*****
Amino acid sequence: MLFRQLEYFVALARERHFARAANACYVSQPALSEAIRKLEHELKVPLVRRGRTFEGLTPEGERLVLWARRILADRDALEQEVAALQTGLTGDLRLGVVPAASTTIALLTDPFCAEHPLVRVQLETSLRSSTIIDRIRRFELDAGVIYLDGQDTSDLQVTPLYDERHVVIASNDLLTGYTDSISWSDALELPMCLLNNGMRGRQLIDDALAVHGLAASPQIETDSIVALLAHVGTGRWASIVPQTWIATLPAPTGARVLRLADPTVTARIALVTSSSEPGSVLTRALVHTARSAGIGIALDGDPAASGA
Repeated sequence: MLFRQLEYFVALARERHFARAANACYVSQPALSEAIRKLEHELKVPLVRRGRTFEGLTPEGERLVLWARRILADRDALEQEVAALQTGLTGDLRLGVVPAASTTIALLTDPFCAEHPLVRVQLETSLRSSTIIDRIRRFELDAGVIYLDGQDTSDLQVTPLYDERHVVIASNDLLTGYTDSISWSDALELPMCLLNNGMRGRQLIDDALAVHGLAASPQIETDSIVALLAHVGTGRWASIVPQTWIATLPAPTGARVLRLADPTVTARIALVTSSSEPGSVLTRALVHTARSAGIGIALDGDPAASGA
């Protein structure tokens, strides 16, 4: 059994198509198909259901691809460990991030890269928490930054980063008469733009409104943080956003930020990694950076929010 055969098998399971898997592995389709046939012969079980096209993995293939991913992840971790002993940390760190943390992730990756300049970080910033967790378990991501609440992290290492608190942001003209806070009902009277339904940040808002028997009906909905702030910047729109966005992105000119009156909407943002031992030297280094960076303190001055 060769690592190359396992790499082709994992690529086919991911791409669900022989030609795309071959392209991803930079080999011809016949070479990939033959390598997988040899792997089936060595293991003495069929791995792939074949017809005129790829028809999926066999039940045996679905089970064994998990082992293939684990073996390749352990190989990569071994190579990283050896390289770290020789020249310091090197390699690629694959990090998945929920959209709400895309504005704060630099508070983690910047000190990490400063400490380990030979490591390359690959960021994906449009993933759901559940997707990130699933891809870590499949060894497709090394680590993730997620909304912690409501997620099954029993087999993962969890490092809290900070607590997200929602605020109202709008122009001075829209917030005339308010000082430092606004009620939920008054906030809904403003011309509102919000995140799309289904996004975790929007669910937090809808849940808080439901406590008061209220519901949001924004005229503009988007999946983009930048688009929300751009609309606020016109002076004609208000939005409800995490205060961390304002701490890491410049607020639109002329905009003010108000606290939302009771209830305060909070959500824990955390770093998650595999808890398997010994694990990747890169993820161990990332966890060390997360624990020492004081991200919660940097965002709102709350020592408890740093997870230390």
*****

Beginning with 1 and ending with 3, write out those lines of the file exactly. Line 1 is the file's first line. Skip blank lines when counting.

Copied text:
Amino acid sequence: MLFRQLEYFVALARERHFARAANACYVSQPALSEAIRKLEHELKVPLVRRGRTFEGLTPEGERLVLWARRILADRDALEQEVAALQTGLTGDLRLGVVPAASTTIALLTDPFCAEHPLVRVQLETSLRSSTIIDRIRRFELDAGVIYLDGQDTSDLQVTPLYDERHVVIASNDLLTGYTDSISWSDALELPMCLLNNGMRGRQLIDDALAVHGLAASPQIETDSIVALLAHVGTGRWASIVPQTWIATLPAPTGARVLRLADPTVTARIALVTSSSEPGSVLTRALVHTARSAGIGIALDGDPAASGA
Repeated sequence: MLFRQLEYFVALARERHFARAANACYVSQPALSEAIRKLEHELKVPLVRRGRTFEGLTPEGERLVLWARRILADRDALEQEVAALQTGLTGDLRLGVVPAASTTIALLTDPFCAEHPLVRVQLETSLRSSTIIDRIRRFELDAGVIYLDGQDTSDLQVTPLYDERHVVIASNDLLTGYTDSISWSDALELPMCLLNNGMRGRQLIDDALAVHGLAASPQIETDSIVALLAHVGTGRWASIVPQTWIATLPAPTGARVLRLADPTVTARIALVTSSSEPGSVLTRALVHTARSAGIGIALDGDPAASGA
């Protein structure tokens, strides 16, 4: 059994198509198909259901691809460990991030890269928490930054980063008469733009409104943080956003930020990694950076929010 055969098998399971898997592995389709046939012969079980096209993995293939991913992840971790002993940390760190943390992730990756300049970080910033967790378990991501609440992290290492608190942001003209806070009902009277339904940040808002028997009906909905702030910047729109966005992105000119009156909407943002031992030297280094960076303190001055 060769690592190359396992790499082709994992690529086919991911791409669900022989030609795309071959392209991803930079080999011809016949070479990939033959390598997988040899792997089936060595293991003495069929791995792939074949017809005129790829028809999926066999039940045996679905089970064994998990082992293939684990073996390749352990190989990569071994190579990283050896390289770290020789020249310091090197390699690629694959990090998945929920959209709400895309504005704060630099508070983690910047000190990490400063400490380990030979490591390359690959960021994906449009993933759901559940997707990130699933891809870590499949060894497709090394680590993730997620909304912690409501997620099954029993087999993962969890490092809290900070607590997200929602605020109202709008122009001075829209917030005339308010000082430092606004009620939920008054906030809904403003011309509102919000995140799309289904996004975790929007669910937090809808849940808080439901406590008061209220519901949001924004005229503009988007999946983009930048688009929300751009609309606020016109002076004609208000939005409800995490205060961390304002701490890491410049607020639109002329905009003010108000606290939302009771209830305060909070959500824990955390770093998650595999808890398997010994694990990747890169993820161990990332966890060390997360624990020492004081991200919660940097965002709102709350020592408890740093997870230390």